Ryan Fish: Last time I wore my shittin pants I got kicked out of the bar I was in
Zoey Moore: hope you got your shittin’ pants on because…you-youre about to shit…your pants?
Ryan Fujitani: every pair of pants is a pair of shittin pants, really
Kerr Lordygan: not really, Ryan
remember Naked Gun 2.5? Poopypants? That’s been my nickname ever since. I think Leslie Nielsen zombie is about to appear
Debbie Day: Cue bad hair
Ryan Fish: Are they going to draw this “is it a flash forward” thing out the whole season?
Zoey Moore: Everyone but Michonne has aged. DOES THAT MEAN SHE DIES? YOU GUYS???
Ryan Fish: This isn’t Lost Kerr Lordygan: the extras look ridonk. sitting around waiting for catering to arrive… with assault rifles in their hands
Ryan Fish: Now that I think about it this show actually IS kind of like Lost
Kerr Lordygan: oh. it’s over?
Ryan Fish: So the best part of that episode was that it was dedicated to George Romero
Zoey Moore: I LOVE THIS SHOW and I HATED this episode
Ryan Fish: I stopped watching this show last season and I’m glad I did
Kerr Lordygan: This Is Us meets The Simpsons
What did you think? Tell us in the comments!The Walking Deadairs Sundays at 9/8C on AMC.
(Photo by AMC)
Spoiler alert: This article contains details about season 7 of The Walking Dead. Turn back now if you’re not caught up.
Most everyone can agree that season 7 of The Walking Dead was a major downer with all the horrible things Negan (Jeffrey Dean Morgan) did to Rick (Andrew Lincoln), Daryl (Norman Reedus), and the rest of the Alexandrians, and our favorite characters scattered and disconnected. Thankfully, the season finale set the story on a new path, with Rick and his allies (including Hilltop and the Kingdom) finally declaring war on the Saviors.
Season 8 promises to be the most action-packed of them all.
As Tom Payne, who plays the stalwart Jesus, recently gushed to Rotten Tomatoes, “The first four episodes — which we were told before we started shooting, but we couldn’t believe it — have even more action than the ones before. It just gets bigger and bigger.”
We are totally on board and ready to go, but we still have some big questions on what’s going to happen.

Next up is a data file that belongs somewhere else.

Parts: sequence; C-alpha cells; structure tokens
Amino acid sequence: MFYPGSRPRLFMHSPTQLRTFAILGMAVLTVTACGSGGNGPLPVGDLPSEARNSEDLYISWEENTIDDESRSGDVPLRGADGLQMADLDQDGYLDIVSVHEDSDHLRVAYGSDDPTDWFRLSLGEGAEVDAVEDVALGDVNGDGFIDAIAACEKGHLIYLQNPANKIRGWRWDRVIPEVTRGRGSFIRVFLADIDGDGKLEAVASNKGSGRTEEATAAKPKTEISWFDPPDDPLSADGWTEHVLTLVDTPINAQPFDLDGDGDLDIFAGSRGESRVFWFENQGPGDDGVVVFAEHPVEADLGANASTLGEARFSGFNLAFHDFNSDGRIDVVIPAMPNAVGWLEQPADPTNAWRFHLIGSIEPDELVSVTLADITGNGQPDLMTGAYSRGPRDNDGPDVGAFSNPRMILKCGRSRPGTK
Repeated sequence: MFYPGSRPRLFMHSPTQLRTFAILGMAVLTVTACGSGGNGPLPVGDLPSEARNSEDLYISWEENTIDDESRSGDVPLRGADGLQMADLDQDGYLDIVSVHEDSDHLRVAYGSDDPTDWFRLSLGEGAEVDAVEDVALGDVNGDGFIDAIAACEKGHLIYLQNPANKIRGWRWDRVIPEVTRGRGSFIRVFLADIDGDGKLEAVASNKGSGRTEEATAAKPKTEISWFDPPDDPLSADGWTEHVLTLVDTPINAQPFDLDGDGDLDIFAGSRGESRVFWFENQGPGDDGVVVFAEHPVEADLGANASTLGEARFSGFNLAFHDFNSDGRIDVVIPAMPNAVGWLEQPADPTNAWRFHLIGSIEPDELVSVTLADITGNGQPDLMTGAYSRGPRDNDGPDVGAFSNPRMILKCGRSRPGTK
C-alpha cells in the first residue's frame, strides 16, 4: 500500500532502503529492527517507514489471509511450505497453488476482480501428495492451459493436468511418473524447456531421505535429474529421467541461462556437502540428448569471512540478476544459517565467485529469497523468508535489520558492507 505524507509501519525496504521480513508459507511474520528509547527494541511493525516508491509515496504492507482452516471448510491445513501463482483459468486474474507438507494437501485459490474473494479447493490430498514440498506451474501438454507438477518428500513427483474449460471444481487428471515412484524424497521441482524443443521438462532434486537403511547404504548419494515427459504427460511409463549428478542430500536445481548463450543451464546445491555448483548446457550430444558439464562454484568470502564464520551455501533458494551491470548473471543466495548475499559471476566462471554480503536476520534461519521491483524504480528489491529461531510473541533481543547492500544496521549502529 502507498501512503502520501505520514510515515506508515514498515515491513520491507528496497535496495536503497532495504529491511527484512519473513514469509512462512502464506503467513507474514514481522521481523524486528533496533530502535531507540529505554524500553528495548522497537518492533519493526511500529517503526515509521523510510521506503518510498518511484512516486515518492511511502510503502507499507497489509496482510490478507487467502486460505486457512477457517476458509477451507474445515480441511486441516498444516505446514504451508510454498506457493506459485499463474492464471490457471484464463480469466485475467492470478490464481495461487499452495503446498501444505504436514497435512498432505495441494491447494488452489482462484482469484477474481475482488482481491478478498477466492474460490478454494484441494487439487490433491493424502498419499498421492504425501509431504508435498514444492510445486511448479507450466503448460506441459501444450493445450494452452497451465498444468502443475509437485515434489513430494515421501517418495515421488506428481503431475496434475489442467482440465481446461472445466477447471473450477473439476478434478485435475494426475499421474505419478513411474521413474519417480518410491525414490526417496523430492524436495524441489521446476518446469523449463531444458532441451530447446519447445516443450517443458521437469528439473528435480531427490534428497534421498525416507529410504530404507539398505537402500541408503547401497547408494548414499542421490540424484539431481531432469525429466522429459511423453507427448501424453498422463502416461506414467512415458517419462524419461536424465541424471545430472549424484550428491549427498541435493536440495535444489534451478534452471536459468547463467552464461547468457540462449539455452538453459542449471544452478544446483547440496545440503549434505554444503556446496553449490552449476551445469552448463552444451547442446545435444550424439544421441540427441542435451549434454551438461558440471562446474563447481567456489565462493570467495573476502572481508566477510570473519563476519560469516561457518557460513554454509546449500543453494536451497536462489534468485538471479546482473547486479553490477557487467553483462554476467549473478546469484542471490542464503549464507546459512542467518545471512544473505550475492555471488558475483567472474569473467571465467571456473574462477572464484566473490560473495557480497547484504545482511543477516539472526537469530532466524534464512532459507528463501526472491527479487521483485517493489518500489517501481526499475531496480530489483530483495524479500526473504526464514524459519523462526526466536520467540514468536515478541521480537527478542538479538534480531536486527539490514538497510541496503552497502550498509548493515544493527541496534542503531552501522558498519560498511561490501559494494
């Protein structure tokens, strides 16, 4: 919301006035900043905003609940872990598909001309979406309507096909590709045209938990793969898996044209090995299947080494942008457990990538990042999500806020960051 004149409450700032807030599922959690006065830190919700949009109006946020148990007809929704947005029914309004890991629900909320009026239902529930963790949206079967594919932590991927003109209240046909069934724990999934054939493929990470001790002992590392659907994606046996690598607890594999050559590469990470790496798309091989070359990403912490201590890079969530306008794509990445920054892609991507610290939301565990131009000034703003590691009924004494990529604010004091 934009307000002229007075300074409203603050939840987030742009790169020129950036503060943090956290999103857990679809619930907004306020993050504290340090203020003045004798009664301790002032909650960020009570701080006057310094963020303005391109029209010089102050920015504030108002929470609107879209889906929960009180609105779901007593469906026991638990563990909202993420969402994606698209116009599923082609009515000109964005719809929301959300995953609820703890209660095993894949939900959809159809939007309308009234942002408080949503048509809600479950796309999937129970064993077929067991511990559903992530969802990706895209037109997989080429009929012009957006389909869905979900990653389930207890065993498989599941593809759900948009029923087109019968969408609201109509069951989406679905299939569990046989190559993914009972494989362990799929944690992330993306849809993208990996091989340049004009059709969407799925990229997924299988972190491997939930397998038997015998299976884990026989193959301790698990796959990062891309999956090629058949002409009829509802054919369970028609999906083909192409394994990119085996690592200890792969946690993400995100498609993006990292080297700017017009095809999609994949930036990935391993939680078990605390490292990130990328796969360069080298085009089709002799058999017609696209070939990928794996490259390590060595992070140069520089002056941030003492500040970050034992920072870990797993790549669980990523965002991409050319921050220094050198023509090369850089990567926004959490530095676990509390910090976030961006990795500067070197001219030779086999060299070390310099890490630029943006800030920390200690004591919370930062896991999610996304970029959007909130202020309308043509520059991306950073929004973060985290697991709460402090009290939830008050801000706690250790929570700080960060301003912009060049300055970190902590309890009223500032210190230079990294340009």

1. HAS EUGENE TRULY GONE OVER TO THE DARK SIDE?
(Photo by AMC)
It wasn’t all that surprising when Eugene Porter (Josh McDermitt) switched sides in season 7 after being captured by Negan. He does have an enormous yellow streak running down his spine, and he’s going to do what he can to survive. We don’t particularly like him for that, but there it is. Still, we’ve seen a less selfish side to Eugene every now and then, like when he gave Sasha the poison so she could off herself and escape Negan’s clutches. The fact she did it in such a spectacular way – coming out of a coffin as a zombie to attack Negan and some Saviors – was just icing on the cake.
Eugene could be in a bit of trouble, however. Negan will most likely figure out Eugene went behind his back to give Sasha her way out, so it could turn ugly for our mullet-headed friend. Eugene could be forced to realize Rick and the gang are (and always have been) a much better option, but he’s going to have to do something remarkably admirable and redemptive if he wants to rebuild those burned bridges with Rick — who might not necessarily be in a forgiving mood.
2. WHAT’S GREGORY UP TO?
(Photo by AMC)
You just know weasel Gregory (Xander Berkeley) is going to turn up in season 8. Last season, he left the Hilltop under the cover of night to go on a “long journey” with his loyal assistant Kal. It became very clear many of the Hilltoppers no longer trusted him because, well, he’s inept and everyone basically loves Maggie now for saving them from a severe walker attack. Boy, oh boy, did Gregory want to kill Maggie when they were out in the field, but a zombie scared him senseless and he needed her to save him.